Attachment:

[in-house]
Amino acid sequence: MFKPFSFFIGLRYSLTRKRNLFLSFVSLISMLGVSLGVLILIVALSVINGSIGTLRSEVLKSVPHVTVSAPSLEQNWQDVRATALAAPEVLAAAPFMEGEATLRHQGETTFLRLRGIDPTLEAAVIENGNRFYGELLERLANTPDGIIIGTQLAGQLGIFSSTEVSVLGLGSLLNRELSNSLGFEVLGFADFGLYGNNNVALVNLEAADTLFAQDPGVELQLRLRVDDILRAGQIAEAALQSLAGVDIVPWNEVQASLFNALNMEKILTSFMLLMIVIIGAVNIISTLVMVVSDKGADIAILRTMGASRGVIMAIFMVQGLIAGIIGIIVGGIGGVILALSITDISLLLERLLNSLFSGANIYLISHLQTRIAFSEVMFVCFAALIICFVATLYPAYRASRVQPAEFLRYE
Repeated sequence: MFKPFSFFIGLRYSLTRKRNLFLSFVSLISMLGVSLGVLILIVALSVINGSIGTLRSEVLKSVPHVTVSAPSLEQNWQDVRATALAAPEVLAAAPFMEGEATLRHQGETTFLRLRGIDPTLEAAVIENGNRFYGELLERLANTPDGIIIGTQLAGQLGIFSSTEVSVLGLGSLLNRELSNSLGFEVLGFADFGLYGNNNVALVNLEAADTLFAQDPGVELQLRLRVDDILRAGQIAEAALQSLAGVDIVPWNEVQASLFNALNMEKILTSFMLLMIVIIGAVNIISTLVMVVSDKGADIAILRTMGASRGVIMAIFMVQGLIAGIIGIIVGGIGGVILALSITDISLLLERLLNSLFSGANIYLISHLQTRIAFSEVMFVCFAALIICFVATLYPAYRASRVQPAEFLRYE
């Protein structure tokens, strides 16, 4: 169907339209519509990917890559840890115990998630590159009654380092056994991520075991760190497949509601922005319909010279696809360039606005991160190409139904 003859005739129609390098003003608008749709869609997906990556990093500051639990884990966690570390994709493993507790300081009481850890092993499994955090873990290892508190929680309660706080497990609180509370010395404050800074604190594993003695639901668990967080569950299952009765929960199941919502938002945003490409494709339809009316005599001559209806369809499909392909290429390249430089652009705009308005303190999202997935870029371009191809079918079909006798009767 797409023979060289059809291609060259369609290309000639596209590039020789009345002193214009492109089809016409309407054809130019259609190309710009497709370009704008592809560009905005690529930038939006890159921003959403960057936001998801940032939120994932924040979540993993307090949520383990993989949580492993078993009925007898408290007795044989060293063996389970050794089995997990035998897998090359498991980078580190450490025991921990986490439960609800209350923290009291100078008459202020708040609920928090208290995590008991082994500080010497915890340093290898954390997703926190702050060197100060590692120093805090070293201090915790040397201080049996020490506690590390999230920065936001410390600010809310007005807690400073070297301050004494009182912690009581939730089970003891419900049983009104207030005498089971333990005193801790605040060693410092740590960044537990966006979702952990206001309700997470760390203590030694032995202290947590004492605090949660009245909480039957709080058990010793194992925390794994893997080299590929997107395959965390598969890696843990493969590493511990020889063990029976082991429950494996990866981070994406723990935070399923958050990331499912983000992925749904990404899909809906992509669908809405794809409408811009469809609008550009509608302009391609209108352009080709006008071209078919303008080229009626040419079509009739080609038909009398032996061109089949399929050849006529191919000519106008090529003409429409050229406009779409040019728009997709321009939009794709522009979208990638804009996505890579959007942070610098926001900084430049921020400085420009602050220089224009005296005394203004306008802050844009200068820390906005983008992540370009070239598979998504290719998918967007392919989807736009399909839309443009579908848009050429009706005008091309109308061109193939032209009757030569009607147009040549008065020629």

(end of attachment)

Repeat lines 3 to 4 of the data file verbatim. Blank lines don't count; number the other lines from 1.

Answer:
Repeated sequence: MFKPFSFFIGLRYSLTRKRNLFLSFVSLISMLGVSLGVLILIVALSVINGSIGTLRSEVLKSVPHVTVSAPSLEQNWQDVRATALAAPEVLAAAPFMEGEATLRHQGETTFLRLRGIDPTLEAAVIENGNRFYGELLERLANTPDGIIIGTQLAGQLGIFSSTEVSVLGLGSLLNRELSNSLGFEVLGFADFGLYGNNNVALVNLEAADTLFAQDPGVELQLRLRVDDILRAGQIAEAALQSLAGVDIVPWNEVQASLFNALNMEKILTSFMLLMIVIIGAVNIISTLVMVVSDKGADIAILRTMGASRGVIMAIFMVQGLIAGIIGIIVGGIGGVILALSITDISLLLERLLNSLFSGANIYLISHLQTRIAFSEVMFVCFAALIICFVATLYPAYRASRVQPAEFLRYE
């Protein structure tokens, strides 16, 4: 169907339209519509990917890559840890115990998630590159009654380092056994991520075991760190497949509601922005319909010279696809360039606005991160190409139904 003859005739129609390098003003608008749709869609997906990556990093500051639990884990966690570390994709493993507790300081009481850890092993499994955090873990290892508190929680309660706080497990609180509370010395404050800074604190594993003695639901668990967080569950299952009765929960199941919502938002945003490409494709339809009316005599001559209806369809499909392909290429390249430089652009705009308005303190999202997935870029371009191809079918079909006798009767 797409023979060289059809291609060259369609290309000639596209590039020789009345002193214009492109089809016409309407054809130019259609190309710009497709370009704008592809560009905005690529930038939006890159921003959403960057936001998801940032939120994932924040979540993993307090949520383990993989949580492993078993009925007898408290007795044989060293063996389970050794089995997990035998897998090359498991980078580190450490025991921990986490439960609800209350923290009291100078008459202020708040609920928090208290995590008991082994500080010497915890340093290898954390997703926190702050060197100060590692120093805090070293201090915790040397201080049996020490506690590390999230920065936001410390600010809310007005807690400073070297301050004494009182912690009581939730089970003891419900049983009104207030005498089971333990005193801790605040060693410092740590960044537990966006979702952990206001309700997470760390203590030694032995202290947590004492605090949660009245909480039957709080058990010793194992925390794994893997080299590929997107395959965390598969890696843990493969590493511990020889063990029976082991429950494996990866981070994406723990935070399923958050990331499912983000992925749904990404899909809906992509669908809405794809409408811009469809609008550009509608302009391609209108352009080709006008071209078919303008080229009626040419079509009739080609038909009398032996061109089949399929050849006529191919000519106008090529003409429409050229406009779409040019728009997709321009939009794709522009979208990638804009996505890579959007942070610098926001900084430049921020400085420009602050220089224009005296005394203004306008802050844009200068820390906005983008992540370009070239598979998504290719998918967007392919989807736009399909839309443009579908848009050429009706005008091309109308061109193939032209009757030569009607147009040549008065020629």